Still I find the hardware acceleration in Chrome lacking. IE 9 is smooth when I hit arrow up or down and pictures and text flicker like mad with Chrome as they are not fully accelerated.

Yup - thanks to IE's use of hardware graphics rendering, you hardly notice your computer slowing down at all while those rootkits are being installed!

Re:Expect IE to rise (-1)

Anonymous Coward | more than 3 years ago | (#36640346)

Excuse me, mate. I feel you are trying to make some point, but I can't quite seem to grasp what it is. Could you please explain it a bit more clearly?

You say:

Many and I mean many businesses are coming up with plans to dump Firefox and use IE again thanks to Asa's big mouth.

[citation needed]

What, specifically, has Asa said that is causing businesses to want to go back to using IE? Is it the 5.0 release and the EOLing of 4.x?

while some of you say it is an opportunity for Chrome, all I have to say is it is proof why you should only stick to Microsoft standards at work

You are entitled to your opinion, of course. But "Microsoft standards"? The only thing I've seen Microsoft do with standards, lately, is say that they will properly support the standards in the next release. They said that for IE7. For IE8. For IE9. And for the newer releases of MS Office, too. Well, I am happy to report that their support for standards has indeed been getting better, but it falls short of actually enabling full interoperability. Every project that involves dynamic web pages still ends up implementing extra fixes and workarounds for Internet Explorer. And I don't know if you've ever tried to open a moderately complex document created in MS Office in another suite, or the other way around, but I can tell you that the results tend to be horrible. We support standards, indeed.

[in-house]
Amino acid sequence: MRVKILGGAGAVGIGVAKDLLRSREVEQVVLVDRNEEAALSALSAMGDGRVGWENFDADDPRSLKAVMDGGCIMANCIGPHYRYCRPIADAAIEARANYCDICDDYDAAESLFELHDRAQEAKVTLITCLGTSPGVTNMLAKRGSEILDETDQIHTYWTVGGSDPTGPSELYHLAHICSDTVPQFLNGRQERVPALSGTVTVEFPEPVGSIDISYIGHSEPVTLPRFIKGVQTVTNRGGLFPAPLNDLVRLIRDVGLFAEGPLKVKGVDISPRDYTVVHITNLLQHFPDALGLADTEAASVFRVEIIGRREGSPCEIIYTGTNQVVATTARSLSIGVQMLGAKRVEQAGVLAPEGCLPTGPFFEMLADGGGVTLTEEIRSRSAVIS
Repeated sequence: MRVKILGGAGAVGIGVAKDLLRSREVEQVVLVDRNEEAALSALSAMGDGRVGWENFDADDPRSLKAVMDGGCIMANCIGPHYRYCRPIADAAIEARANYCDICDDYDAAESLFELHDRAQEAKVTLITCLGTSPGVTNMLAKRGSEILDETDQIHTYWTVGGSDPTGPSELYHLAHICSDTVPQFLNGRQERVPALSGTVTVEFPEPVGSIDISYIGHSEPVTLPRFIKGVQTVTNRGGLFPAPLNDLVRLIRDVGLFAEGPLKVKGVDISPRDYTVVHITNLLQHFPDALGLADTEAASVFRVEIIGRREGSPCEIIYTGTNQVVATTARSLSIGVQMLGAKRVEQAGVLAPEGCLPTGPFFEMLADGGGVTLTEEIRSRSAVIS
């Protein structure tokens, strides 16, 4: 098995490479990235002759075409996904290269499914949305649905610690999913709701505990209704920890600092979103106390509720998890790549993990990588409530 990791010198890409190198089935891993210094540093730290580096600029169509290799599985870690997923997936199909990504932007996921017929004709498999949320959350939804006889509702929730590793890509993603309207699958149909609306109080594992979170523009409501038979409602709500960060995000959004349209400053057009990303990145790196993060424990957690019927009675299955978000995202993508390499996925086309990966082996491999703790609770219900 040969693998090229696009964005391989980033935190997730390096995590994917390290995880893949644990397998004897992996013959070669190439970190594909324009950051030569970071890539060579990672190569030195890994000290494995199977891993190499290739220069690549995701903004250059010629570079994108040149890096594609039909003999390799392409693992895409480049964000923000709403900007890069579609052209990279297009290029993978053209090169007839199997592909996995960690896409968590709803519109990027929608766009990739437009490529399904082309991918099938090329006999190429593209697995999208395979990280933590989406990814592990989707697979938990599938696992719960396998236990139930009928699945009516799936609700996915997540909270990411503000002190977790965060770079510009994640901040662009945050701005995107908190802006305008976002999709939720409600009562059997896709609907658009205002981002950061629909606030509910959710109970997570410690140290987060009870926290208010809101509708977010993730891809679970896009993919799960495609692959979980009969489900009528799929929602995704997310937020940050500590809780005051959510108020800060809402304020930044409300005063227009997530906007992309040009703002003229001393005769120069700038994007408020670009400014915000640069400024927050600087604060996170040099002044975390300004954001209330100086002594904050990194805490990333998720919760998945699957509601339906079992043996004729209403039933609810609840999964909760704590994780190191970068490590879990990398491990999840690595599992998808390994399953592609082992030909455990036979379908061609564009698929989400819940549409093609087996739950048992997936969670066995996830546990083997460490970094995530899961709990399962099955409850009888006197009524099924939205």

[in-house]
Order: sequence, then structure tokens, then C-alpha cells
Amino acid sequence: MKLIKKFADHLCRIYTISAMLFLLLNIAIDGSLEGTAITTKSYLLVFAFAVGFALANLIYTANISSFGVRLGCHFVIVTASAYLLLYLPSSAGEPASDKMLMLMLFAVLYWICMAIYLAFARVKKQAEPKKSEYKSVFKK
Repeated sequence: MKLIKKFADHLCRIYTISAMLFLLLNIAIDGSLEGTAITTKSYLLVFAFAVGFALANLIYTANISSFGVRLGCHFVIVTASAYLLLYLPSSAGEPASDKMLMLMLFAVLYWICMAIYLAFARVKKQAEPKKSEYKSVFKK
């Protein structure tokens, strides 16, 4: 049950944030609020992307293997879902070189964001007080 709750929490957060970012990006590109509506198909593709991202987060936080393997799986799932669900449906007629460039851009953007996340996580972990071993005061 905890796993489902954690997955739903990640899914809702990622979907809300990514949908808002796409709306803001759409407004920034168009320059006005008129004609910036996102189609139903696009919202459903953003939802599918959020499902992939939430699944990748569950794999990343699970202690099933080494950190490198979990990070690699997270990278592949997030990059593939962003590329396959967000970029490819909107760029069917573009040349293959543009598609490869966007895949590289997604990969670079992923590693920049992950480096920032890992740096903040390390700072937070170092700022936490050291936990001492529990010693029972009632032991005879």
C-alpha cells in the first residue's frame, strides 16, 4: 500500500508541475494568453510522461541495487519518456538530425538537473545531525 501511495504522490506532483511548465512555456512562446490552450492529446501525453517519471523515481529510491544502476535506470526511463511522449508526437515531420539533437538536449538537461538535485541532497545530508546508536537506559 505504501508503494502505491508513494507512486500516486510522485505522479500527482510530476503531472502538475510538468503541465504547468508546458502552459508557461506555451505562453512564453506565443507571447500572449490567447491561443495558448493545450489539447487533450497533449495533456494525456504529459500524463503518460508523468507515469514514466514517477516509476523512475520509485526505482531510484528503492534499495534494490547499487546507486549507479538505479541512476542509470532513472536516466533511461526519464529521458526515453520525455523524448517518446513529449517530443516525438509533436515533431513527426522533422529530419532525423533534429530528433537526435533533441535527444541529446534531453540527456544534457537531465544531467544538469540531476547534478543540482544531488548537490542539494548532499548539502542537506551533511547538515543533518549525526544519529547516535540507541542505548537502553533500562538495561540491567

Or maybe you just want to get back to the days when Microsoft were resting on their laurels and not working on anything beyond IE6.

No one ever gets fired for choosing them

That may or may not be true, but let's not pretend Microsoft's products are the greatest out there for every possible purpose. In my opinion, people who burden companies with costly BizTalk or SharePoint installations and associated licensing fees and consulting fees and interoperability problems _should_ be fired. Preferably _before_ the damage is done.

Either way IE 9.01 is now included by default with a Windows Update without a prompt so it's marketshare will increase.